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Image: Yemeni President Saleh addresses the parliament in Sanaa
Khaled Abdullah  /  Reuters
Yemeni President Ali Abdullah Saleh addresses the parliament in Sanaa Wednesday.
msnbc.com news services
updated 2/2/2011 5:33:59 AM ET 2011-02-02T10:33:59

The Yemeni president told parliament Wednesday that he would not seek another term in office or hand power to his son — an apparent reaction to protests in this impoverished nation that have been inspired by Tunisia's revolt and the turmoil in Egypt.

The U.S.-allied Ali Abdullah Saleh, who has been in power for nearly 32 years, spoke to lawmakers in both houses of the assembly on the eve of mass rallies that the opposition has called for Thursday in all Yemeni provinces.

Activists and opposition supporters have staged several protests in the capital Sanaa , boldly asking for Saleh's removal and decrying reports he plans to install his son in power.

"I won't seek to extend my presidency for another term or have my son inherit it," Saleh told the parliament. "No extension, no inheritance, no resetting the clock," he added.

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Saleh has earlier tried to defuse simmering tensions in Yemen by raising salaries for the army and by denying opponents' claims he plans to install his son as his successor.

But that hasn't stopped critics of his rule from taking to the streets of Sanaa. In January, tens of thousands gathered in days of protests boldly calling for Saleh to step down — a red line that few dissenters had previously dared to cross here.

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Saleh's current term in office expires in 2013 but proposed amendments to the constitution could let him remain in power for two additional terms of ten years.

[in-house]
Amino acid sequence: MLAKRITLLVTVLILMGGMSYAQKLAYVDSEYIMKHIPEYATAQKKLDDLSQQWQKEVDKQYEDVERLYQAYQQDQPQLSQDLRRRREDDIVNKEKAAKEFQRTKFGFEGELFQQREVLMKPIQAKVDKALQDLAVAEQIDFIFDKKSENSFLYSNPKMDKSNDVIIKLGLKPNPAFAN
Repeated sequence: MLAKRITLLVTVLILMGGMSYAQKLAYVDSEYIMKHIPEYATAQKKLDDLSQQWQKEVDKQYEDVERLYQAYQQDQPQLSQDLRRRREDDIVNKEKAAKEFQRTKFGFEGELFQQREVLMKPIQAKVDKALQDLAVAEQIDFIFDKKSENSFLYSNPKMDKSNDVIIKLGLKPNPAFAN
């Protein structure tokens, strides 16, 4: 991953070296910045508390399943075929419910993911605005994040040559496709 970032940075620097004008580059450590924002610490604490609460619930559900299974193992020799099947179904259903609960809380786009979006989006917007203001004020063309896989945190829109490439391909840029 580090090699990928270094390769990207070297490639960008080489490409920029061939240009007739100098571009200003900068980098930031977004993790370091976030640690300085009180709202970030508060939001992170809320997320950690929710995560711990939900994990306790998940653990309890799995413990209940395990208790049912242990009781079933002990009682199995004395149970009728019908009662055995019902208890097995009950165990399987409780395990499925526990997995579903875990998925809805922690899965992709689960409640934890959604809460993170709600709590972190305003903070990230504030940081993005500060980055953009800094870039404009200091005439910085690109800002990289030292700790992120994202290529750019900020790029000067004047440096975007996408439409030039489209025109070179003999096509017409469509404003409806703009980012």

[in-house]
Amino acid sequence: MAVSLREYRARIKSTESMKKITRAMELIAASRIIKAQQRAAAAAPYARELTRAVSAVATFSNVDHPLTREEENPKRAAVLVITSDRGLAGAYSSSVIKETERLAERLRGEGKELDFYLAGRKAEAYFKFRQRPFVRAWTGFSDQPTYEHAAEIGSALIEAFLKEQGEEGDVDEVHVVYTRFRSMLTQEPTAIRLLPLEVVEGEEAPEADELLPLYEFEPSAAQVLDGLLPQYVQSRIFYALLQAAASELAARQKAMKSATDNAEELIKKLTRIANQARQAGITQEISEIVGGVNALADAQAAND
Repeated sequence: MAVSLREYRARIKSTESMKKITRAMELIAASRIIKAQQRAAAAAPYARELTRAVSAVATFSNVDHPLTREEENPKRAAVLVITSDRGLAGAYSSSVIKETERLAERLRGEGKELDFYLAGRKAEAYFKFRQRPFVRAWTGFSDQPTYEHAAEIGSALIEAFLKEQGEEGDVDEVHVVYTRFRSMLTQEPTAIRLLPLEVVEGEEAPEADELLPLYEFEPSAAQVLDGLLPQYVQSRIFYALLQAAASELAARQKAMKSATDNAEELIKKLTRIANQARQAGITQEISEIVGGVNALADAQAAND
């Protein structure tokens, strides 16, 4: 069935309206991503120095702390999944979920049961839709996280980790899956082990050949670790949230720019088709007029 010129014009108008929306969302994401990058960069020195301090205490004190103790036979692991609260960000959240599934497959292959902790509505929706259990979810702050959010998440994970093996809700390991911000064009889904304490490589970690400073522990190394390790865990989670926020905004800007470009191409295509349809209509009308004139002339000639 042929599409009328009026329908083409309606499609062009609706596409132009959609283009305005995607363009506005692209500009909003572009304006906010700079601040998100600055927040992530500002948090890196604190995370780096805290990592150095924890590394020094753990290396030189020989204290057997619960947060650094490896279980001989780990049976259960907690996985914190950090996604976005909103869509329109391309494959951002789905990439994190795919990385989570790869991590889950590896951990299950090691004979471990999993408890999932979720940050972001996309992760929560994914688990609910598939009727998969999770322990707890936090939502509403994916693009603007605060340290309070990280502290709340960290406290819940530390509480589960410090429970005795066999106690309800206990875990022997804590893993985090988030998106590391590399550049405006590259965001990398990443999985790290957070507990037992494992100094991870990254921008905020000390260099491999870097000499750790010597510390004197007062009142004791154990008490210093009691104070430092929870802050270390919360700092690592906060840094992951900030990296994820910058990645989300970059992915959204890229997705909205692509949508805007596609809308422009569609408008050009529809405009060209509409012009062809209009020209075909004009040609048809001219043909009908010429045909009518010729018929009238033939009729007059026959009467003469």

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After the Tunisian revolt, which forced that country's president to flee into exile, and the mass protests in Egypt calling for the end of President Hosni Mubarak's 30 year-long rule, Saleh ordered income taxes slashed in half and instructed his government to control prices.

He deployed anti-riot police and soldiers to several key areas in Sanaa and its surroundings to prevent riots.

But the street protests, led by opposition members and youth activists, continued, adding to the threats to Yemen's stability.

In the parliament Wednesday, Saleh called upon the opposition to meet for a dialogue on political reforms and their demands.

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Opposition spokesman Mohammed al-Sabri rejected the call for dialogue and expressed doubts about Saleh's pledge not to seek re-election.

'Tranquilizers'
Al-Sabri said Saleh made a similar promise in 2006, but then failed to fulfill it, ran again and was re-elected.

"The calls for dialogue are not serious and are merely meant to be tranquilizers," al-Sabri said. He added that the opposition parties would meet Wednesday to prepare an official response to Saleh's announcement.

Another opposition figure, Mohammed al-Saadi, undersecretary of the Islamist Islah party, gave a cautious welcome to the announcement but said Thursday's opposition rally would go on as planned.

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"We consider this initiative positive and we await the next concrete steps. As for our plan for a rally tomorrow, the plan stands and it will be organized and orderly," he said.

"This is a peaceful struggle through which the people can make their voices heard and express their aspirations," he added.

Yemen is the Arab world's most impoverished nation and has become a haven for al-Qaida militants.

Saleh's government is riddled with corruption, has little control outside the capital, and its main source of income — oil — could run dry in a decade.

Nearly half of Yemen's population lives below the poverty line of $2 a day and doesn't have access to proper sanitation. Less than a tenth of the roads are paved.

Tens of thousands have been displaced from their homes by conflict, flooding the cities. The country is enduring a rebellion in the north and a secessionist movement in the south.

The Associated Press and Reuters contributed to this report.

Video: Yemen's president won't seek re-election

  1. Closed captioning of: Yemen's president won't seek re-election

    >> that this kind of people's uprising, especially against?mym long-term leaders could xp region. well, in yemen today, the president there for 30 yearstk@ announced, and if this sounds familiar look around here in egypt, announced he will not be standing for re-election there. you'll recall the king of jordan w preemptively dissolved his own government. so the yemeni president not running again,q'q promising not to install his son in office. a big issue here in